“Blacks don’t have the capacity to understand dry wine; they’re tropical, they like everything sweet.
That’s what a mentor said years ago while I interned as a cellar master’s apprentice at a wine boutique in New York City.
Like most black wine professionals I knew, he was a down-low wine geek, sopping up the grape rhetoric of fancy wine folks who thought their palates were genetically superior, mutated to perceive cat’s-pee and vegemite-sandwich nuances. Black folks, on the other hand, suffered from Kool-Aid captivity and, at best, sipped bodega white zinfandel from a straw.
When it comes to blacks and wine, not much has changed in the way of perception. Yes, I know there’s a black guy on the 2012 “somm” documentary. And yes, Zuma Miami’s sommelier Michel-Ange Lafleur is not only a Miami native but a Zoe (slang for Haitian or Haitian-American). But the idea of a black person who is a serious, wine-loving professional is, as Lafleur put it in a Herald article I wrote about sommeliers and diversity, “some mythical creature.”
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I belong to an unofficial network of black wine professionals who sip and speak wine as a first language. And it’s usually not gooseberry and cat’s pee (some of us are unacquainted with either reference). Our references are personal (as everyone’s wine journey should be) and referenced the idiosyncratic details of our unique experiences and cultures.
It’s listening to the late rapper extraordinaire Biggie Smalls in a puff of Carmenère (an old Bordeaux grape grown heavily in Chile with nuances that can beckon marijuana or cigar ash), for example.
It’s South Beach Wine and Food fest season, and soon attendees will be sipping and smoking lovely. Rev Run and DJ Ruckus will, according to the event’s official website, “lay down some serious beats” while folks sip and party.
All good, folks, do your thing, but it would be nice to see some black grape professionals headlining the wine talk instead of just spinning the music.
It’s cool that chef and restaurateur Marcus Samuelsson and Tren’ness Woods-Black, granddaughter of the late Harlem soul food restaurant owner Sylvia Woods, are bringing some Harlem spice to the beach, but maybe Kool-Aid will sponsor a wine tasting that features a black wine professional.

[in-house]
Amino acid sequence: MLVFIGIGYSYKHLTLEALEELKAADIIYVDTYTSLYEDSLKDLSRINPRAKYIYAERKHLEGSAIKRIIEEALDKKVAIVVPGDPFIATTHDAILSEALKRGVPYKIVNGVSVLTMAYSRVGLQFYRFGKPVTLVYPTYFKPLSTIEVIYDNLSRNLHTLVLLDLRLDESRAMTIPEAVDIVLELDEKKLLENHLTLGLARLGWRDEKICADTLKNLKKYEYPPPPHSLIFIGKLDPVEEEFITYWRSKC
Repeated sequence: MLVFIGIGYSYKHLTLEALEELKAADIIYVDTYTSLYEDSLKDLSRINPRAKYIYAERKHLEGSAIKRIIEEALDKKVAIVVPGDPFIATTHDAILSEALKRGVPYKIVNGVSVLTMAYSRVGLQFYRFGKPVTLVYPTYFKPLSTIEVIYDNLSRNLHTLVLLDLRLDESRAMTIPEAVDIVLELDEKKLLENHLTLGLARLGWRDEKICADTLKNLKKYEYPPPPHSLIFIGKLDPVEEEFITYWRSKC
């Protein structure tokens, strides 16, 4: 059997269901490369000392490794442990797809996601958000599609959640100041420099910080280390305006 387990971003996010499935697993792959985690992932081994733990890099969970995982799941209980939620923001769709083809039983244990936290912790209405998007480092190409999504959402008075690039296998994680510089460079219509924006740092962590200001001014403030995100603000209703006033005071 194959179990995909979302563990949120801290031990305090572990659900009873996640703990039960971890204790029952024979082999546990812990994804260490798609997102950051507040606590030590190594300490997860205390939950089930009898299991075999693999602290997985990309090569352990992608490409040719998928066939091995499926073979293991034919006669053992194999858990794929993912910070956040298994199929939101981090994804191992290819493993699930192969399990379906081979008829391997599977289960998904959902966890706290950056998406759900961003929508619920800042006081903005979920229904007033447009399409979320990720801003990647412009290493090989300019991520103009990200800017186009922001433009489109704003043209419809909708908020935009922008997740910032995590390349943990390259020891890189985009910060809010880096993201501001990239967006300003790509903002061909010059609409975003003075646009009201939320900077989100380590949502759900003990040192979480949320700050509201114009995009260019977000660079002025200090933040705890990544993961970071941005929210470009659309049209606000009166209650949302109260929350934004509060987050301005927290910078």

Before you comment on how racist how I am, A: It’s Black History Month, so I can say whatever I want and B: I’m no dilettante in the game of grapes and race.
We, as humans, are as far forward as we are backward, and the wine industry is no different. As we speak, many South African grape pickers are enduring unspeakable living conditions and unlivable wages to bring pleasure to our bottles, and if you research the history of that Bordeaux bottle you have saved for a special occasion, you might find the spirits of black slaves meandering among those gnarly vines.
Don’t mean to bring down the buzz, but a little knowledge never hurt anyone. Thank God for places like Lagniappe where I can get a thoughtfully (or quizzically made) bottle, slip into some roots music and enjoy the multicultural vibe until my teeth take on the dark must of juices I’ve grown to love.
It’s easy to forget wine is about history, love and connection. If you go to Total Wine & More’s North Miami location, for example, Grape Master Flex Rob Dubois does more than sell wine — he gives you grape proverbs. He recently described the nose of an aged Zin he recommended as being “like a grandmother’s old lipstick that’s been sitting in a drawer for years.”
You go through enough bottles, and some wines taste like home (even the sweet ones). A couple years ago LeFleur and I dined at Mignonette downtown, and for dessert, he ordered a Domaine Philippe Delesvaux Sélection de Grains Nobles Coteaux du Layon. It was the 1997 vintage, and it was sweet — sweet like coconut drops, a Jamaican candy of my childhood, and the bruised, mangled mangoes my mama often left in her bathroom, sweet like a time when my palate was cherry Kool-Aid red, and no one judged me for it.
Dinkinish O'Connor is an adjunct professor in the communications department at Unilatina International College. She has written for Wine Spectator, Condé Nast Traveler and EBONY, among other publications.